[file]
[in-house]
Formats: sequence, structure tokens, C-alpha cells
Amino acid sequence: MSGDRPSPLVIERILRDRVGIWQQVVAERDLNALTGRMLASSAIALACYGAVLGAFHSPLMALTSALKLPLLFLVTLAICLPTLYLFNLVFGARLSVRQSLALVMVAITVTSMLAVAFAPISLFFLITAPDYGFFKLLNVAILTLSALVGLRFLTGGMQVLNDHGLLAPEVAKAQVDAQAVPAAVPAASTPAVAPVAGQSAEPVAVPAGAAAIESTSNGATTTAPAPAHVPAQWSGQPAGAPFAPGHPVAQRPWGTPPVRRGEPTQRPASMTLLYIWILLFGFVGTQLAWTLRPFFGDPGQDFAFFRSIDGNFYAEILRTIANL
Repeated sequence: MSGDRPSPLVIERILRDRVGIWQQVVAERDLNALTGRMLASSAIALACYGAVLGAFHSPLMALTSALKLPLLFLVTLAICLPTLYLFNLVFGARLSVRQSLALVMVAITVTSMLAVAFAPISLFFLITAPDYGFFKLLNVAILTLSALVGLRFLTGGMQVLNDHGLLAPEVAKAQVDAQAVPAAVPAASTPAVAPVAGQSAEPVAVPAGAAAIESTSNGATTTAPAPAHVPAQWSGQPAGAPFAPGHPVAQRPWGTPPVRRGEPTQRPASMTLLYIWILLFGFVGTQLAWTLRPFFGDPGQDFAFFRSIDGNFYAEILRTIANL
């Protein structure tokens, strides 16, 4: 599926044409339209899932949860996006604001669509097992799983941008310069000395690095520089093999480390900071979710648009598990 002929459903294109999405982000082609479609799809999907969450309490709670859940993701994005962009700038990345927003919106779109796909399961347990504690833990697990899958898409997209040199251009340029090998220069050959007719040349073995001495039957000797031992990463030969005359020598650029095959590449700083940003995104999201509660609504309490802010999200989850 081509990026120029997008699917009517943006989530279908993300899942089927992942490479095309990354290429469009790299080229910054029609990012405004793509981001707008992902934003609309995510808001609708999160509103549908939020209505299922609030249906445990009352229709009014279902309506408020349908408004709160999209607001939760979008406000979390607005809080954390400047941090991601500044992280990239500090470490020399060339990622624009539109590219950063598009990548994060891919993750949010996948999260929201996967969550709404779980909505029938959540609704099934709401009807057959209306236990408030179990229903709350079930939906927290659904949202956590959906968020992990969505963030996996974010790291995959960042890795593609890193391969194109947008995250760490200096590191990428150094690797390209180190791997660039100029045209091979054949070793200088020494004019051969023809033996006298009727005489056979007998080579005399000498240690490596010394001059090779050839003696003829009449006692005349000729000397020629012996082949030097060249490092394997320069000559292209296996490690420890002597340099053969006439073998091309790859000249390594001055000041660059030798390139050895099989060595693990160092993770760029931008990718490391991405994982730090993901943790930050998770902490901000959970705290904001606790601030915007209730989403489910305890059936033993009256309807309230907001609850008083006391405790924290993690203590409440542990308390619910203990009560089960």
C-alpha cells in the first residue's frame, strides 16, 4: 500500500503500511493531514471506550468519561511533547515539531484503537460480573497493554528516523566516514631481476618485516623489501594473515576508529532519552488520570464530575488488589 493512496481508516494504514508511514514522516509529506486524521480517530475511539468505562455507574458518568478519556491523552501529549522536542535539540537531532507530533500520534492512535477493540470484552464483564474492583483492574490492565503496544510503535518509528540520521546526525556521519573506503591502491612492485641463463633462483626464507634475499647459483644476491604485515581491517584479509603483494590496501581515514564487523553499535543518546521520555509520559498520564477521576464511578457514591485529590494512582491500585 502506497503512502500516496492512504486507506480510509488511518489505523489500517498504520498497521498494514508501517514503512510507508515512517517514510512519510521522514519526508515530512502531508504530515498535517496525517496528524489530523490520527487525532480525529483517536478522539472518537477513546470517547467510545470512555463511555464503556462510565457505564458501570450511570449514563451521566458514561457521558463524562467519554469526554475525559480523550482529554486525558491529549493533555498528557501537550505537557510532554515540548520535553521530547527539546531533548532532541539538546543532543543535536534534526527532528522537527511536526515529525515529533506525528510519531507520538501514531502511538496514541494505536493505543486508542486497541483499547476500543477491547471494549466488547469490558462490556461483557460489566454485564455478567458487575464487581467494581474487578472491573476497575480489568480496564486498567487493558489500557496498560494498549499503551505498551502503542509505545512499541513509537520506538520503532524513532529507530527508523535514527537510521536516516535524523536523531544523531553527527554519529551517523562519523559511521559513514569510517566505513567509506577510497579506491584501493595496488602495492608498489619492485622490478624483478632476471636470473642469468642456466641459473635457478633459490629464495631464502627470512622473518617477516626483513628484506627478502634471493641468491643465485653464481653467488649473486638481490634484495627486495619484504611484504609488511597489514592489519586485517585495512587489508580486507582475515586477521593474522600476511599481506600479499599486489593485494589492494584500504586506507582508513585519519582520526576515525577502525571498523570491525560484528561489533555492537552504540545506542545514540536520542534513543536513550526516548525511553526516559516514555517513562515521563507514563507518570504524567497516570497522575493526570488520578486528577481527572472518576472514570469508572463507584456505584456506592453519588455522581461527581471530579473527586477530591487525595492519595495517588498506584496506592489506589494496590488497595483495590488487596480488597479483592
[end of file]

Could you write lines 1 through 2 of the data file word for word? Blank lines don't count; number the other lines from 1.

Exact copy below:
[in-house]
Formats: sequence, structure tokens, C-alpha cells